6 a. m. I poured myself a cup of french press coffee, opened my treasured Moleskine journal, and starting reading a small book that a friend had recommended, The Gift of Being Yourself by David Benner. In all honesty, I was embarrassed to have this book in my Amazon shopping cart because it seemed a little too self-help and self-involved. Also, I’m turning 34 years old soon, and I had hoped to know who I am by this time. But I was desperate. The complexity of trying to be a good pastor, father, husband, friend, and man had left me feeling a little lost. My identity felt up for grabs, and the demands of life were spreading me too thin. I cracked open the cover and read a beautiful quote from Thomas Merton:
“There is only one problem on which all my existence, my peace, and my happiness depend: to discover myself in discovering God. If I find Him, I will find myself, and if I find my true self, I will find Him.”
I was envious of Merton’s passion for finding his true self, and was a little surprised at his connection between discovering God and discovering his true self. On paper, it seemed like a great pursuit, but deep down I still doubted that knowing God would help me to know my true self. They seemed like two different journeys. God is God. And I’m just Will. Pursuing a knowledge of God, it seemed, would only help me understand what I’m not.
It took further reflection and conversations with trusted friends to realize that Merton may have been on to something. It’s only in finding our true creator that we begin to discover ourselves as His good creation. I think he’s asking us to gaze upon the God named ‘I Am That I Am.’ And when I begin to discover I AM I start to discover who i am.
This discovering seemed to have worked well for Jesus. I have always been jealous of Jesus, for just about everything that He did. He was the perfect preacher with miracles resting on His finger tips. He continuously cared for the poor and broken, and loved a good party as well as praying alone in the early morning. Still, one of the things I find myself most impressed by was Jesus’ humble confidence. Its one thing to be described as humble, what I often fail to see is someone who carries the character of humility and confidence. Jesus knew who he was, or maybe better said, whose he was. He didn’t seem to let the complexity of his culture define his identity. In the Gospel of John, I see that Jesus’ confidence in his God-centered identity: again and again he would make breath-taking claims saying, “I am the light of world…I am the bread of life…I am the good shepherd…I am the way, truth and life.” Yet when Jesus said them he didn’t come off as cocky, just comfortable. His identity was so deeply rooted in knowing God. This is what I find myself longing for. To be so deeply rooted in the love and purposes of God. So often I strive to create my own identity, yet Jesus shows me that the best way to know myself is to know and hear from the One who created me.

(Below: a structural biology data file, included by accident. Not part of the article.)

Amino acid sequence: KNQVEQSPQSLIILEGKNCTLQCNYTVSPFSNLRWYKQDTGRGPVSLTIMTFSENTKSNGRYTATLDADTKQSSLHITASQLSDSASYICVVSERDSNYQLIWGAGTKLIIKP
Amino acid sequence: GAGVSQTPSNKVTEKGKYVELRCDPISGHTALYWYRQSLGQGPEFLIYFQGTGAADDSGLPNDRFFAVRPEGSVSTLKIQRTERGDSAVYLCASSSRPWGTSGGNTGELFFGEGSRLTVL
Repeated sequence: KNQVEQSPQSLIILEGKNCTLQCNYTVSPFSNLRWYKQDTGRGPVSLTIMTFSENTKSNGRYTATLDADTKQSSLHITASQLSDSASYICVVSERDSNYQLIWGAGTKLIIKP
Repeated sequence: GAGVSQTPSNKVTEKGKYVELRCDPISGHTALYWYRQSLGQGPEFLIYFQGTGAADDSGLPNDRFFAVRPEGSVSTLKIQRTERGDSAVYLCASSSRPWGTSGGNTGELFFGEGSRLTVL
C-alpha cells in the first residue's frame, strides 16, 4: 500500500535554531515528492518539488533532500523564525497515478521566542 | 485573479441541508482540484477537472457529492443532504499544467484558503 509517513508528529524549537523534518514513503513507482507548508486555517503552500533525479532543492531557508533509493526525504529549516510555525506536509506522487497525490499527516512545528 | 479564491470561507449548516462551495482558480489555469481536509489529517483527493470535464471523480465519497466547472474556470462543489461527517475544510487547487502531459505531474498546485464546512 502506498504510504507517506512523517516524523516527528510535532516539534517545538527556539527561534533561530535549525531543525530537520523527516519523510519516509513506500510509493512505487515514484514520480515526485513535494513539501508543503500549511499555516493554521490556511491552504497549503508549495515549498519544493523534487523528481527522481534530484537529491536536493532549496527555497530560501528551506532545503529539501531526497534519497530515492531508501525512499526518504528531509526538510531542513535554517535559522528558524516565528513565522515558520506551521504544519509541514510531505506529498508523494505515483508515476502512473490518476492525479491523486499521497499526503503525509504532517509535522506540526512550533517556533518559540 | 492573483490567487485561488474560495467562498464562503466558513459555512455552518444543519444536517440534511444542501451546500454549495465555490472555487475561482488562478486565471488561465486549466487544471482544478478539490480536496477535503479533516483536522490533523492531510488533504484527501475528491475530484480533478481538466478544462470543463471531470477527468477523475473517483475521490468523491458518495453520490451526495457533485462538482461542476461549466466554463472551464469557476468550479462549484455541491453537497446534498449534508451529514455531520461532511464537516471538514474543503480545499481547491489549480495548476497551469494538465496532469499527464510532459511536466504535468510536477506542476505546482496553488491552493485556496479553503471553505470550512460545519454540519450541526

My relationships define me in many ways. I am: father, husband, friend, pastor, son, and citizen. These relationships define my schedule, my values, and the shape of my life. What Jesus seems most concerned with is making sure my relationship with God (Father, Son, and Spirit) has a seat at the table; letting God help define my identity as Beloved, Image of God, Child of God, part of the Body of Christ